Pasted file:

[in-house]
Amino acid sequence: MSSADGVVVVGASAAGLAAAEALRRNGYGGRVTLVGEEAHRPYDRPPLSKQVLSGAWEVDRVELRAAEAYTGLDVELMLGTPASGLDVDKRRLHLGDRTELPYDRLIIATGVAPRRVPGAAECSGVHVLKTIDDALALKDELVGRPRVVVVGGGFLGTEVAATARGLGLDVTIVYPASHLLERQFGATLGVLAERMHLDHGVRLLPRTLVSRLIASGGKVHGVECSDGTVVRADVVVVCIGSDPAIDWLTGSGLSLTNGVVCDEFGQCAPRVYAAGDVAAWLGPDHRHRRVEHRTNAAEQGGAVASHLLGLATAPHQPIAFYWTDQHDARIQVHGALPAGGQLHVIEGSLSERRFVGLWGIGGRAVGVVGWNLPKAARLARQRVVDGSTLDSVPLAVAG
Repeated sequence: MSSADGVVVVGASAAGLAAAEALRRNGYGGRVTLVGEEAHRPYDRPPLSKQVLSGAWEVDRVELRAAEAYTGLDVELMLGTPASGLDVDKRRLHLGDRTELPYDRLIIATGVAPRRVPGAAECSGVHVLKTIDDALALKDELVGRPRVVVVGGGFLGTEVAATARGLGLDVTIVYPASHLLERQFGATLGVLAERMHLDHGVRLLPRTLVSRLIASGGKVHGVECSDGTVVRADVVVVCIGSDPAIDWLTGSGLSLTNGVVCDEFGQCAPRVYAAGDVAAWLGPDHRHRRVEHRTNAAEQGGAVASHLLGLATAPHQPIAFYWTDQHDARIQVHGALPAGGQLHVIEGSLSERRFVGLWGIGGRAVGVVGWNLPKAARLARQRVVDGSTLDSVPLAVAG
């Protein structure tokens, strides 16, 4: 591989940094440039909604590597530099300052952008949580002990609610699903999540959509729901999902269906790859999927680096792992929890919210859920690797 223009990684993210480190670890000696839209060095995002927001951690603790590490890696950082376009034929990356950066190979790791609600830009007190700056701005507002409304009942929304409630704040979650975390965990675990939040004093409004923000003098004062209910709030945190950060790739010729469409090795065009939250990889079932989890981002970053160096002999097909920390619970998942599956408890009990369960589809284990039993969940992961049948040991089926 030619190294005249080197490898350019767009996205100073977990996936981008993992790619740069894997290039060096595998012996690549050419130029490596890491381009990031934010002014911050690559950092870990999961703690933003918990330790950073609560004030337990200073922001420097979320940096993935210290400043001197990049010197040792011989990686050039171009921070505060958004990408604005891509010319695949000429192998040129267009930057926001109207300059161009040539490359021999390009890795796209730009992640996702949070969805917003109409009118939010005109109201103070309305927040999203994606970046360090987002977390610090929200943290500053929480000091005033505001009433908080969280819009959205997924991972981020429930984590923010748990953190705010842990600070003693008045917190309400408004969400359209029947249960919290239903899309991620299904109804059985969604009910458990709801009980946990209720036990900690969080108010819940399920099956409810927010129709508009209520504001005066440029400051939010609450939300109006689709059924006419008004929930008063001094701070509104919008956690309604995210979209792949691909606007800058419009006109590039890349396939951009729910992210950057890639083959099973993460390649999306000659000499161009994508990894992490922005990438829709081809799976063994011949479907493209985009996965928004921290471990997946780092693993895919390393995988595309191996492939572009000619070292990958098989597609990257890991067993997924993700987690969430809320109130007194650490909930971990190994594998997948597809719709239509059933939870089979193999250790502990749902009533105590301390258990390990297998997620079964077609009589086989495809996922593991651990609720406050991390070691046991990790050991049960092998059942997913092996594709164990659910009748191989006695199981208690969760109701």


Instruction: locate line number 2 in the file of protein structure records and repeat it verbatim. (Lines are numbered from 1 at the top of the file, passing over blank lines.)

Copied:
Amino acid sequence: MSSADGVVVVGASAAGLAAAEALRRNGYGGRVTLVGEEAHRPYDRPPLSKQVLSGAWEVDRVELRAAEAYTGLDVELMLGTPASGLDVDKRRLHLGDRTELPYDRLIIATGVAPRRVPGAAECSGVHVLKTIDDALALKDELVGRPRVVVVGGGFLGTEVAATARGLGLDVTIVYPASHLLERQFGATLGVLAERMHLDHGVRLLPRTLVSRLIASGGKVHGVECSDGTVVRADVVVVCIGSDPAIDWLTGSGLSLTNGVVCDEFGQCAPRVYAAGDVAAWLGPDHRHRRVEHRTNAAEQGGAVASHLLGLATAPHQPIAFYWTDQHDARIQVHGALPAGGQLHVIEGSLSERRFVGLWGIGGRAVGVVGWNLPKAARLARQRVVDGSTLDSVPLAVAG